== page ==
So I challenge you to do the same—check out your own early work and see where it takes you. And if you haven’t, check out the song “Hell is Chrome” off of A Ghost is Born. Though I’m a huge Nels Cline fan, I have to say that this is my favorite Wilco moment on tape!

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One of my favorite things about being in a band is the community—sharing music, books, friends, and food with your bandmates.

One of my favorite things about being in a band is the community—sharing music, books, friends, and food with your bandmates—as you march through an endless stream of van or plane rides, studios, sound checks, and hotels. The waiting can be interminable, and people find many different ways to deal with it. Sometimes, with the wrong company, the time can feel like a black hole, and it takes a good deal of conscious effort to stay sane and healthy. Luckily, I have spent most of my career surrounded by people that I could relate to—and we’ve built our friendships along the way—strengthening the music in concert with our personal bonds.

When I look back over the different bands I’ve been a part of, I often think to a record or two that defined our time together as a band. I remember the early days of my first band, where we spent a lot of time with Daniel Lanois’ first record, Acadie. It was a clarion call for us to stretch out musically, and it married a really deep soul with amazing production. Each person in the band could find something different in his music. For me, it was Daniel’s ability to play simple and folky music that seemed to reference a shadowy, second sound beyond the notes he was playing. I was hearing this a lot in those days with all of the post-punk and goth-style industrial music going on, but Daniel voiced it with an added poignancy and class that made it seem deeper and more dangerous. It really helped us open up doors as a band while we experimented with sounds in the never-ending quest to actually say something. Later, as we started improvising more on structure, we spent a good deal of time with Eddie Harris' music, along with Fire/Fury Records Story and the Swingtime set (both compilations of old soul/blues), that our label Capricorn had released.

When I look back over the different bands I’ve been a part of, I often think to a record or two that defined our time together as a band.

My first band broke up in ’96, and I put together a band with JJ Johnson and George Reiff (as well as Bukka Allen, who played in the first band). Our first couple of tours were loose, while we tried to get our sound together. We were quickly in the studio making my third record, And All the Colors, and I remember Radiohead’s OK Computer and the Root’s debut as our bedrock records around that point. OK Computer really changed the sound of rock music during the time we were trying to get our voice. The Roots were doing the same thing with hip-hop. Both were in constant rotation in the studio and in the van. There were many conversations about the minutia of the songs, the ideas, and more. As we pushed through the concepts of those songs, we started falling in with some of the sounds of the ’90s British psych music—especially Spritualized and Stereolab. Our then guitar tech, Chris Dye, would drape the stage in white sheets, and set up his mishmash of Super 8 cameras, with avant-garde film loops whirring while we immersed the songs in waves of echo and feedback. Our new drummer, Chris Searles, would be a blur of motion and polyrhythm as we pulled the oft-unwitting crowd along with us. It was sometimes pretentious, but always fun.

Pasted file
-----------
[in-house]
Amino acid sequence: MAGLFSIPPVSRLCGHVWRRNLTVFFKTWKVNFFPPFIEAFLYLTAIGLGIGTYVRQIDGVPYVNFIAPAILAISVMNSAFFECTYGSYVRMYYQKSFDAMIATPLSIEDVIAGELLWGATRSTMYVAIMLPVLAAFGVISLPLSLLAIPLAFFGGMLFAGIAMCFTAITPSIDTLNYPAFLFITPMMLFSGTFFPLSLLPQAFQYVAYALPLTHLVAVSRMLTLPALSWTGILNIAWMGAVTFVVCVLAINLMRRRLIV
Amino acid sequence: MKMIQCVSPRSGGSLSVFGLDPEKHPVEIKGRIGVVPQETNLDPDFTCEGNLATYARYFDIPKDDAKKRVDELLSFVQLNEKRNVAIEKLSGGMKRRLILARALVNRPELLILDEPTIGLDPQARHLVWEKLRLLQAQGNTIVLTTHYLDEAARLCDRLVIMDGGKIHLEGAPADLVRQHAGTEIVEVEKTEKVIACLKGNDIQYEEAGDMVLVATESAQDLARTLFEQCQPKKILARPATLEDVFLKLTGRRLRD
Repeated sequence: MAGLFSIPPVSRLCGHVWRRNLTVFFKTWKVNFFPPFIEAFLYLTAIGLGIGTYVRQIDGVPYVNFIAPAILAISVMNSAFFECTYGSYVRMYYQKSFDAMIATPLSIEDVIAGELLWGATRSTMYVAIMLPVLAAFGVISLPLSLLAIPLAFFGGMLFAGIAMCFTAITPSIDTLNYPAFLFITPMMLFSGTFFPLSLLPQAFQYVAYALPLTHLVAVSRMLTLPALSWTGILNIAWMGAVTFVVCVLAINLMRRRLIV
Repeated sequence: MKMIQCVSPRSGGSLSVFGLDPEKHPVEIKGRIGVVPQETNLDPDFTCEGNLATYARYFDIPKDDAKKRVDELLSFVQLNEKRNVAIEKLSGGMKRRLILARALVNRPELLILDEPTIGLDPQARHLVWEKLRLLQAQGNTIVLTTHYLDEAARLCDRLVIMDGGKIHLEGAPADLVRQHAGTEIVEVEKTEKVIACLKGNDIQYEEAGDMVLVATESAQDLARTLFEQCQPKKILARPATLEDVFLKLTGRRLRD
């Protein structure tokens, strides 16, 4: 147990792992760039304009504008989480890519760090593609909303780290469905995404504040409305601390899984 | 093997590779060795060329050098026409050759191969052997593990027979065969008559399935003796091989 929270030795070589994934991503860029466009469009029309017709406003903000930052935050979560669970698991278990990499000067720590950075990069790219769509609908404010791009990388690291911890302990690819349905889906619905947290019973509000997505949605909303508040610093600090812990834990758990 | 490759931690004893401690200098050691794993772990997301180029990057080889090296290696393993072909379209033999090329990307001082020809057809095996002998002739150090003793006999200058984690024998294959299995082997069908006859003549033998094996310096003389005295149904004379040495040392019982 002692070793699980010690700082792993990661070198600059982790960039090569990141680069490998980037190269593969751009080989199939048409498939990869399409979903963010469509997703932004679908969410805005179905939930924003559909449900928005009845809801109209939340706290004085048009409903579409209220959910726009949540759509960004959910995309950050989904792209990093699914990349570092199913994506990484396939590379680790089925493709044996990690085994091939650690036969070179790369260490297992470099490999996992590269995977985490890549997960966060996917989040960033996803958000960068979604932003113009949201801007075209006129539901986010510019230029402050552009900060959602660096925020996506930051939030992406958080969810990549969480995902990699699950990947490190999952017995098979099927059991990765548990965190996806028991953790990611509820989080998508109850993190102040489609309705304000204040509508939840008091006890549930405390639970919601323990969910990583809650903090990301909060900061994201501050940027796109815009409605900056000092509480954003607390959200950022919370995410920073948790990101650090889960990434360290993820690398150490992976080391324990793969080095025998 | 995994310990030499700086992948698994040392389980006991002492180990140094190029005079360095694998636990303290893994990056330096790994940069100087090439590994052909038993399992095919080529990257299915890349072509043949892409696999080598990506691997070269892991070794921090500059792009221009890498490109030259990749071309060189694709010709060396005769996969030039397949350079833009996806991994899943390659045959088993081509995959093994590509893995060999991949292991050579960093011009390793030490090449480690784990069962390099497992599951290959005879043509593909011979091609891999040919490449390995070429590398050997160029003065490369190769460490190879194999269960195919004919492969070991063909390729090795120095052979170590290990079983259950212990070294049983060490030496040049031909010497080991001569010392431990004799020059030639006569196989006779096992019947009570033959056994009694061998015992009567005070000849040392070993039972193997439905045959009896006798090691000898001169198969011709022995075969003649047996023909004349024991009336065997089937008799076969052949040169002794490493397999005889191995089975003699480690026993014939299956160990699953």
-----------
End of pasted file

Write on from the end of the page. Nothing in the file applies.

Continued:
Chris Dye came to me with a mission. He said, “We need to cut the fat.” Things were so bombastic and over the top every night, and he was proselytizing like Ian MacKaye on a coffee binge. I bit. We decided to go out with me playing acoustic guitar, sleeping on couches, and really trying to do something new. This was a germination time for my next record, Luminaria, and was a brand-new vista. Chris was a big Brian Eno fan, and really liked the concept of music as “wallpaper.” This was a pretty foreign concept to me at the time, as music was all about passion, blood, and intention. I remember many long drives through the western deserts with Eno’s Apollo and Here Come the Warm Jets playing through the endless hours of deserts and highway. As we toured, Chris started playing as well, first the Omnichord, and then “anti-guitar” guitar. I was learning the acoustic guitar as an instrument, as well as learning about silence and quiet, both in my voice and in my songs. As if on cue, Neutral Milk Hotel released In the Aeroplane Over the Sea. Eno was like a palate cleanser (egads!) and everything seemed different afterwards. It felt like a retrenching of sorts, revisiting a lot of places I had been, but with new eyes.

We often found ourselves in San Francisco, and I had become friends with many of the bands in the Noise Pop scene there. To me, a lot of the music had ties to stuff that I was listening to at the time, but wasn’t being heard elsewhere in the States. Beulah was the first band I heard, as they were part of the Elephant 6 circus, but it was Oranger that I really fell in love with. They were an offshoot of the phenomenal power-pop band Overwhelming Colorfast that I was already quite a fan of, but they were more psychy, and it fit perfectly with where my head was at the time. Matt, the bass player, and I started writing songs together, eventually writing and recording my last record, El Sonido Nuevo together. Matt had become one of my best friends, and we basically were handing off records and books, as we wrote the songs. He has a deep knowledge of pysch and underground rock, and we spun through countless records, veering from ’60s Turkish psych to Emitt Rhodes, and from Arthur Lyman to Arthur Lee and Love. As we recorded the record, a chord shift from one place would sneak in, a lyrical slant from another, until we had a record sitting in our hands.

When I listen to my records over the years, the songs bring back all kinds of memories—however, the music I was listening to at the time is now seen as a conduit from one space to another. I really like the journeys and the shifts, and feel that in being open to them, I have become a better musician.